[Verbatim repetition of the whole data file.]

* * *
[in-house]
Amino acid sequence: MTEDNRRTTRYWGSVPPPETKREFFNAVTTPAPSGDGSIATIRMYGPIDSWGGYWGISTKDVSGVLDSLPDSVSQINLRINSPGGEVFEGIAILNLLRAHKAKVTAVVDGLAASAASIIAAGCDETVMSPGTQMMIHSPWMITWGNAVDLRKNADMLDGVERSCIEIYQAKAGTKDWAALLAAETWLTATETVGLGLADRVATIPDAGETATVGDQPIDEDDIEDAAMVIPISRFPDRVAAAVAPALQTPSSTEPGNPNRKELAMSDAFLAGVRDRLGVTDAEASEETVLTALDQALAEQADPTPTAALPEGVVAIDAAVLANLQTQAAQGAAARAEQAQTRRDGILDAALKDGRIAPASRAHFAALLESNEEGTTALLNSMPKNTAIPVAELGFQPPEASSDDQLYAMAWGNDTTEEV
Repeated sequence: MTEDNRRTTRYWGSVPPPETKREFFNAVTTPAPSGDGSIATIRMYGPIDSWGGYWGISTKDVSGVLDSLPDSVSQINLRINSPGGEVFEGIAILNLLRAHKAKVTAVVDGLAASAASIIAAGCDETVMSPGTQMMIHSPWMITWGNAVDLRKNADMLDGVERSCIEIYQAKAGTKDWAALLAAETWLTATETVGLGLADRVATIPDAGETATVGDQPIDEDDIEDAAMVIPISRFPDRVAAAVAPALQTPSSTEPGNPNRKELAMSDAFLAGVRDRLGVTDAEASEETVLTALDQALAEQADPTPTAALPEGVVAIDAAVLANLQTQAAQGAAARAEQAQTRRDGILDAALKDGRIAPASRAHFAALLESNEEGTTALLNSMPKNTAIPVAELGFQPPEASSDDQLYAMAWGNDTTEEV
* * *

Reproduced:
[in-house]
Amino acid sequence: MTEDNRRTTRYWGSVPPPETKREFFNAVTTPAPSGDGSIATIRMYGPIDSWGGYWGISTKDVSGVLDSLPDSVSQINLRINSPGGEVFEGIAILNLLRAHKAKVTAVVDGLAASAASIIAAGCDETVMSPGTQMMIHSPWMITWGNAVDLRKNADMLDGVERSCIEIYQAKAGTKDWAALLAAETWLTATETVGLGLADRVATIPDAGETATVGDQPIDEDDIEDAAMVIPISRFPDRVAAAVAPALQTPSSTEPGNPNRKELAMSDAFLAGVRDRLGVTDAEASEETVLTALDQALAEQADPTPTAALPEGVVAIDAAVLANLQTQAAQGAAARAEQAQTRRDGILDAALKDGRIAPASRAHFAALLESNEEGTTALLNSMPKNTAIPVAELGFQPPEASSDDQLYAMAWGNDTTEEV
Repeated sequence: MTEDNRRTTRYWGSVPPPETKREFFNAVTTPAPSGDGSIATIRMYGPIDSWGGYWGISTKDVSGVLDSLPDSVSQINLRINSPGGEVFEGIAILNLLRAHKAKVTAVVDGLAASAASIIAAGCDETVMSPGTQMMIHSPWMITWGNAVDLRKNADMLDGVERSCIEIYQAKAGTKDWAALLAAETWLTATETVGLGLADRVATIPDAGETATVGDQPIDEDDIEDAAMVIPISRFPDRVAAAVAPALQTPSSTEPGNPNRKELAMSDAFLAGVRDRLGVTDAEASEETVLTALDQALAEQADPTPTAALPEGVVAIDAAVLANLQTQAAQGAAARAEQAQTRRDGILDAALKDGRIAPASRAHFAALLESNEEGTTALLNSMPKNTAIPVAELGFQPPEASSDDQLYAMAWGNDTTEEV